Fight of the Tournament
Kodai Honda (4-1, 3) vs Yasutaka Fujita (5-0, 5)
The best fight of Rookie of the Year, and one of the best fights of the year full stop, was a 4 knockdown thriller between Kodea Honda and Yasutaka Fujita. Fujita went for his man early, and threw the kitchen sink at him in the opening round, scoring 2 knockdowns. The incredible aggression and work rate of Fujita took a lot out of him as Honda came back into the fight, pressing and pressuring Fujita, dropping him later in the bout, in what was an incredible back and forth.
Round of the Tournament
Homare Yasui Vs Yuta Ashina (Round 5)
We had some amazing rounds through the Rookie of the Year tournament, but for us the round of the tournament was one of the very final rounds of the whole thing, as the All Japan Welterweight final saw Homare Yasui and Yuta Ashina just go to war for 3 minutes. This wasn't always the cleanest of action, but what we got was both men landing some dynamite, fighting on the inside with Ashina being unwilling to walk backwards. The better boxing of Yasui was eye catching but the desire and hunger of Ashina was incredible. A great 3 minutes that seemed to fly by.
Most Exciting fighter
Yasutaka Fujita (5-1, 5)
The hard hitting, all aggression Yasutaka Fujita may have come up short in his All Japan final, losing to Kodai Honda, but he showed, though out the tournament, that he was going to be a must watch fighter. Fujita seems to see himself as a boxer puncher but the reality is that he's a puncher first and foremost and win or lose he's going to be great fun to watch with his aggression, power, willingness to let his hands go and defensive problems. With a bit of polishing he could be the Yuki Beppu of the 2019 Rookie of the Year, and we certainly wouldn't write him off despite his loss in the final.
One to Follow
Yuta Ashina (4-2)
Although Welterweight fighter Yuta Ashina lost in the All Japan final he struck us as being a fighter who will be well and truly worth following over the coming years thanks to his exciting style, and fun bouts. His All Japan and East Japan finals were absolute fire crackers and he looks almost certain to be a man given TV exposure, though G+, next year. Sadly, for such a fun fighter to watch, he does appear to lack power. If he had that he would likely be able to develop into a title level fighter. Without it he's going to struggle to win things, but will be so much fun to follow.
Kodai Honda (5-1, 4)
Few fighters would have taken the punishment and damage that Light Welterweight war monger Kodai Honda took, and managed to go all the. We've spoken about his role in the fight of the tournament, but that wasn't the only bout where he took punishment, as Masaki Kobayashi also managed to land plenty on him in the East Japan final. Kobayashi never managed to put him down, like Yasutaka Fujita, but Honda still had to walk through some huge shots to get his win. Back to back wars against unbeaten punchers quickly made us fans of Honda, who is much fun to watch.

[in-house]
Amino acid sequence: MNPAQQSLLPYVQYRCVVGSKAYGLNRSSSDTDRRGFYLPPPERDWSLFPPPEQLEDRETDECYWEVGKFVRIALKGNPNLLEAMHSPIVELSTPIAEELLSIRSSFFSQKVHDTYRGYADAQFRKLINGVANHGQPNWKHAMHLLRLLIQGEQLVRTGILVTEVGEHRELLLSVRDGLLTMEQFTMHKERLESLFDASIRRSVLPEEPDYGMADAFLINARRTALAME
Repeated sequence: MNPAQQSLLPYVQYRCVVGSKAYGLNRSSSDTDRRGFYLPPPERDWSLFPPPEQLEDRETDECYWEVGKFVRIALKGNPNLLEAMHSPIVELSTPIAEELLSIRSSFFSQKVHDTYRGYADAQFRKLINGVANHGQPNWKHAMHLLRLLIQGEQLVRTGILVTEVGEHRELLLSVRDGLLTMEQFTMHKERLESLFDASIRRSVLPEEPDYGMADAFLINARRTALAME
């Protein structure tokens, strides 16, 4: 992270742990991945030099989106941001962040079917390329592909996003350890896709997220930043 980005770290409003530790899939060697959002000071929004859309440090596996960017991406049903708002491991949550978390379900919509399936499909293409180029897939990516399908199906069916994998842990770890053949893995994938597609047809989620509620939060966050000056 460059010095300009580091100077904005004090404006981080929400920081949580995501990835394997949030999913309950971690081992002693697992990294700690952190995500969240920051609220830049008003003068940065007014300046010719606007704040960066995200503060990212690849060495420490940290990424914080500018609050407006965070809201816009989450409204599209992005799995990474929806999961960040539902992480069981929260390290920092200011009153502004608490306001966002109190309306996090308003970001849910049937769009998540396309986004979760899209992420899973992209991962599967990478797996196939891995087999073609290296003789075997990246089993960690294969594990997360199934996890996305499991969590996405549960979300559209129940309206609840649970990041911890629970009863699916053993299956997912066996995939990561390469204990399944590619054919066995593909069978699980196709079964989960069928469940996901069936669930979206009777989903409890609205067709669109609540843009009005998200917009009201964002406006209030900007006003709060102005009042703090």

Most over-looked bout
Shu Nawai (2-1, 1) vs Yuichi Baba (3-4, 3)
Whilst the 2019 East Japan semi-final bout between Shu Nawai and Yuichi Baba won't get a lot of attention in any end of year review, it was a sensational bout, and well worth a watch, and a rewatch. Nawai brought the pressure before Baba began to find a lot of success with his straight right hand. Nawai dug his toes in and we ended up up with a fire fight. This was a thriller, and although not the bout of the tournament it is one of those bouts that fans should make sure they watch, as it was spectacular.
Kantaro Nakanishi (3-0-1)
Teenager Kentaro Nakanishi seemed to go about his tournament quietly impressing. He never seemed to make a lot of fuss whilst going through the tournament, but repeatedly put on excellent showcases of skills en route to winning the All Japan Bantamweight tournament. Like Katsuki Mori, Nakanishi is all about skills, counter punching, drawing mistakes, creating space and landing clean shots. There's no smoke and mirrors, no blistering power, but excellent timing, great accuracy and a lot to be excited about. As he develops physically he could seriously be one to watch, but given he's only 18 we hope his team don't feel the need to throw him in too deep in 2020. Like the kid develop, mature and improve, because he is an excellent young fighter who has so much potential and just needs that potential to be guided properly.
Thinking Out East
With this site being pretty successful so far we've decided to open up about our own views and start what could be considered effectively an editorial style opinion column dubbed "Thinking Out East" (T.O.E).